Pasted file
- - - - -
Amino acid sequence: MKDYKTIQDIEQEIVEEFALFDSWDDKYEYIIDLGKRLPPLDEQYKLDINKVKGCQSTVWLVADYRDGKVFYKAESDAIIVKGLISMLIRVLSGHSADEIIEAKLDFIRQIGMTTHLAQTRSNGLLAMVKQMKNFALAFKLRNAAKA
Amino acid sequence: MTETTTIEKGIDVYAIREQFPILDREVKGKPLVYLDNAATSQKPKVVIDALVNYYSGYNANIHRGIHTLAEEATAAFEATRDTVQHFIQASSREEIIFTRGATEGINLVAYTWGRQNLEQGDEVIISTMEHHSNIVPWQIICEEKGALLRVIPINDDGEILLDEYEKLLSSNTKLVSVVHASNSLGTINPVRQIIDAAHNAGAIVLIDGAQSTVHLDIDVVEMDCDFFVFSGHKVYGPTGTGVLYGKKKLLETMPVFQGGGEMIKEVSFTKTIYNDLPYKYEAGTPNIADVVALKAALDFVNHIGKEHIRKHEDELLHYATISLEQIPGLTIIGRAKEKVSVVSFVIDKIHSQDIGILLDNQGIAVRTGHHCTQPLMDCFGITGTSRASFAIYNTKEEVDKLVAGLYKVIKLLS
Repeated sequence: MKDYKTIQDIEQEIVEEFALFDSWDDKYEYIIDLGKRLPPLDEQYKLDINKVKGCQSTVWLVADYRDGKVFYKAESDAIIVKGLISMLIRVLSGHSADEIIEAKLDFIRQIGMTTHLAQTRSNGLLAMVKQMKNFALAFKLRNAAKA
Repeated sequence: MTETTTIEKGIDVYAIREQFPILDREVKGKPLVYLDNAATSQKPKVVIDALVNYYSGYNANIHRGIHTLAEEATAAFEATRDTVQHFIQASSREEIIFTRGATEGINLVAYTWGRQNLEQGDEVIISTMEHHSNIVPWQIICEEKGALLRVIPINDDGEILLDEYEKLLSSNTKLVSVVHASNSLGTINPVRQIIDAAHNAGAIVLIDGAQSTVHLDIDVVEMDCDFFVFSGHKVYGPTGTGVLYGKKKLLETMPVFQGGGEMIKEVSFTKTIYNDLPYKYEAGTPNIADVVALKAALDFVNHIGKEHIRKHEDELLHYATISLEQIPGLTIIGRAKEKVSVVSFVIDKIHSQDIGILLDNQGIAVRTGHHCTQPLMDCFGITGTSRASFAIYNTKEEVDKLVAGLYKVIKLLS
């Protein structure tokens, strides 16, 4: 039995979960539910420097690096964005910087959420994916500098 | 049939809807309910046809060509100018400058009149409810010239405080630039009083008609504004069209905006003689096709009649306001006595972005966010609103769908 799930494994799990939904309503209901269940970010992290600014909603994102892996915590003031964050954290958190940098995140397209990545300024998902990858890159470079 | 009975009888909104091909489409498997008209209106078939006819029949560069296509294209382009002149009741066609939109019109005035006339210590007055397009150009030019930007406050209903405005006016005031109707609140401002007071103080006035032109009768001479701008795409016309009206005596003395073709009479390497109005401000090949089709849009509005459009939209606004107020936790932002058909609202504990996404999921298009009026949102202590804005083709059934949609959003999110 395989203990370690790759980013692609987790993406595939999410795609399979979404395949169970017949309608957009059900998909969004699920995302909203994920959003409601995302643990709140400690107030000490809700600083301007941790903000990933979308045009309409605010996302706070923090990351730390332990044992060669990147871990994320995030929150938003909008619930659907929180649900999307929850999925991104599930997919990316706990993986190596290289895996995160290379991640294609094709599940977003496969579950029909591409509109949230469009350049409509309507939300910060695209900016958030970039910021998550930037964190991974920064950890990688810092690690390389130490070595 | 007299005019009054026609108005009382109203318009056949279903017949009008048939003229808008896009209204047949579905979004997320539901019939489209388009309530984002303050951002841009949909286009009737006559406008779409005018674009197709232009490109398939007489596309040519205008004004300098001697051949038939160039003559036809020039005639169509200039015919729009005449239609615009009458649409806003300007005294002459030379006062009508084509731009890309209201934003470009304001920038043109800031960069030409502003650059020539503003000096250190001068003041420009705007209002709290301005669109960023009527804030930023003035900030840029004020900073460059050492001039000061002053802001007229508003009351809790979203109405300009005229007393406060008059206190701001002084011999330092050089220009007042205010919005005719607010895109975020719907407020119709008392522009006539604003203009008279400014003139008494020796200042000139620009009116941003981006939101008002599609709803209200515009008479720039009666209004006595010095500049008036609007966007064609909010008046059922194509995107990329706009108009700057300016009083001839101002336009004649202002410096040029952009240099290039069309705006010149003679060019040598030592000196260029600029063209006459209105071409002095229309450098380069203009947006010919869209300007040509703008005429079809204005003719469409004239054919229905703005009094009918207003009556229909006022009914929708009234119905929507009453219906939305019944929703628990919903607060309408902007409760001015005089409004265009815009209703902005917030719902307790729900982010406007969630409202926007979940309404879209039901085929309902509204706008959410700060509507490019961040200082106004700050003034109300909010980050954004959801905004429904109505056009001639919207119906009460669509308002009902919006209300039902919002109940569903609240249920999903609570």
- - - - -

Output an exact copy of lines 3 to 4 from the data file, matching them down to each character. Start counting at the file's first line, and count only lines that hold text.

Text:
Repeated sequence: MKDYKTIQDIEQEIVEEFALFDSWDDKYEYIIDLGKRLPPLDEQYKLDINKVKGCQSTVWLVADYRDGKVFYKAESDAIIVKGLISMLIRVLSGHSADEIIEAKLDFIRQIGMTTHLAQTRSNGLLAMVKQMKNFALAFKLRNAAKA
Repeated sequence: MTETTTIEKGIDVYAIREQFPILDREVKGKPLVYLDNAATSQKPKVVIDALVNYYSGYNANIHRGIHTLAEEATAAFEATRDTVQHFIQASSREEIIFTRGATEGINLVAYTWGRQNLEQGDEVIISTMEHHSNIVPWQIICEEKGALLRVIPINDDGEILLDEYEKLLSSNTKLVSVVHASNSLGTINPVRQIIDAAHNAGAIVLIDGAQSTVHLDIDVVEMDCDFFVFSGHKVYGPTGTGVLYGKKKLLETMPVFQGGGEMIKEVSFTKTIYNDLPYKYEAGTPNIADVVALKAALDFVNHIGKEHIRKHEDELLHYATISLEQIPGLTIIGRAKEKVSVVSFVIDKIHSQDIGILLDNQGIAVRTGHHCTQPLMDCFGITGTSRASFAIYNTKEEVDKLVAGLYKVIKLLS